The lifeboat exercise and that type of thinking is pernicious, and completely inappropriate for middle-schoolers. The plan is to bully people about how prejudiced they are, in order to switch them to different prejudices.

    4. Vincent Says:

      Pernicious is certainly the word. I suppose it resembles the Milgram experiment which if I recall tries to demonstrate that we’d all be Nazi torturers rather than estrange ourselves from the boss and his flock of sheep. That one was innocent by comparison: how far can you go in withholding human fellow-feeling, measured on a simple scale of voltage.

      This one forces you into some kind of noxious discrimination and then bargain with your team members as to which kinds of discrimination are virtuous and which kinds evil. It could only work in a middle school for whom class group-think (if it could exist) must vie with obedience to teacher as competing options for winning prestige.

      I wish I knew what happened, how many pupils opted out and what pressures they were under to conform.

    5. Anonymous Says:

      Pernicious is certainly the word. I suppose it resembles the Milgram experiment which apparently demonstrates that we’d all be Nazi torturers rather than estrange ourselves from the boss and his flock of sheep. That one was innocent by comparison: how far can you go in withholding human fellow-feeling, measured on a simple scale of voltage, if I recall correctly.

      This one forces you into some kind of noxious discrimination and then bargain with your team members as to which kinds of discrimination are virtuous and which kinds evil. It could only work in a middle school for whom class group-think (if it could exist) must vie with obedience to teacher as competing options for winning prestige.

      I wish I knew what happened, how many pupils opted out and what pressures they were under to conform.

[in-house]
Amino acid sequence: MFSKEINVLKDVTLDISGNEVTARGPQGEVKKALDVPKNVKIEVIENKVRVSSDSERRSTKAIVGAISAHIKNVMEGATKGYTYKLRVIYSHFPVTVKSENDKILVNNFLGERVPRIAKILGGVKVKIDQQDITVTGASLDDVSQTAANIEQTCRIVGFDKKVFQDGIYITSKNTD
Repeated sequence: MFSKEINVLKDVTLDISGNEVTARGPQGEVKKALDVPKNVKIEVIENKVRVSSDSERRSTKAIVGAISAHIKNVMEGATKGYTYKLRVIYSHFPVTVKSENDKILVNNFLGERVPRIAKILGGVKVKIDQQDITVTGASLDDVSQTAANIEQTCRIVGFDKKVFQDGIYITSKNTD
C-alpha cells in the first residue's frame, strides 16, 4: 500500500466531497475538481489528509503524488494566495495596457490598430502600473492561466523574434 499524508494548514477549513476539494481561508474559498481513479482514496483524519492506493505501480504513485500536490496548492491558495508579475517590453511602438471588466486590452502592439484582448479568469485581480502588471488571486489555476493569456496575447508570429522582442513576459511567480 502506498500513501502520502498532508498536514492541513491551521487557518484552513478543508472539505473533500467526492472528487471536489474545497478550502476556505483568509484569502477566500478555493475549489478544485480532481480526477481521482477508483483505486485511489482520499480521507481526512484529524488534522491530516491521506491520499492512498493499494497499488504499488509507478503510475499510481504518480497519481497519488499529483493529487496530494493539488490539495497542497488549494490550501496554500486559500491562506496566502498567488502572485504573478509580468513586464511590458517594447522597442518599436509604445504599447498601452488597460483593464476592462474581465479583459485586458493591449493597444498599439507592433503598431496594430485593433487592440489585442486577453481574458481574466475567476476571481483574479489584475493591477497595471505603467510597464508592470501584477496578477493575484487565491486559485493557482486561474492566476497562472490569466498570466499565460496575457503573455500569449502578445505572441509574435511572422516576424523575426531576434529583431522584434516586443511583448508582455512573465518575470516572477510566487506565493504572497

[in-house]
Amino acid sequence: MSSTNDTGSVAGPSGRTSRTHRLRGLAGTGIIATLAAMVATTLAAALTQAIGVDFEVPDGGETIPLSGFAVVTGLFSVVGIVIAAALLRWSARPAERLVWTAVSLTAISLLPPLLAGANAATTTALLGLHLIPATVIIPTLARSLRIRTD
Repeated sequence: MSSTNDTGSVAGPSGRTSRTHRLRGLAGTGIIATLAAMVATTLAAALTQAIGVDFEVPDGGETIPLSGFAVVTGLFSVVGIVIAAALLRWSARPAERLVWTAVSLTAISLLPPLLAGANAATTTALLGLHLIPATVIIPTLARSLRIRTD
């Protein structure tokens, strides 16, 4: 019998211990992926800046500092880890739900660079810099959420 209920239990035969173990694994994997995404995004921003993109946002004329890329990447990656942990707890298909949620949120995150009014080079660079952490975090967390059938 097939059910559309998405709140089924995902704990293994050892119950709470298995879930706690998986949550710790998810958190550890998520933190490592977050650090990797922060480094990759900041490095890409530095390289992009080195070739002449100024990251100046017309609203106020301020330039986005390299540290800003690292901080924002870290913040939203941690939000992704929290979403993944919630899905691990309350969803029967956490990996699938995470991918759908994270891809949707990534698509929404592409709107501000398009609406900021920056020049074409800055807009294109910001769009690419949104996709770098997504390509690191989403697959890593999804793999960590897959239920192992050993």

6. Vincent Says:

      Sorry I thought I had signed in. – Vincent

    7. Christopher B Says:

      A little OT – Both the Milgram experiment and the Stanford Prison are being exposed as fraudulent. The supposedly naturally cruel guards and torturers were likely manipulated into performing as the experiment leaders wanted.

      Perry has also revealed inconsistencies in another major early work in psychology: the Milgram electroshock test, in which participants were told by an authority figure to deliver seemingly lethal doses of electricity to an unseen hapless soul. Her investigations show some evidence of researchers going off the study script and possibly coercing participants to deliver the desired results. (Somewhat ironically, the new revelations about the prison experiment also show the power an authority figure — in this case Zimbardo himself and his “warden” — has in manipulating others to be cruel.)

      I think this does have a connection to the lifeboat exercise, though. Attempts to teach respect for diversity and inclusion in this way are absolutely counter-productive. It does lead one to question if the intent isn’t exactly that, as y’all have pointed out. As a man famously wrote, the way to stop racial discrimination is to stop discriminating based on race but that leaves little space for graft and corruption, to borrow another phrase.

    8. Grurray Says:

      From Christopher B’s link(s):

      The wrinkles in Milgram’s research kept revealing themselves. Perhaps most damningly, after Perry tracked down one of Milgram’s research analysts, she found reason to believe that most of his subjects had actually seen through the deception. They knew, in other words, that they were taking part in a low-stakes charade.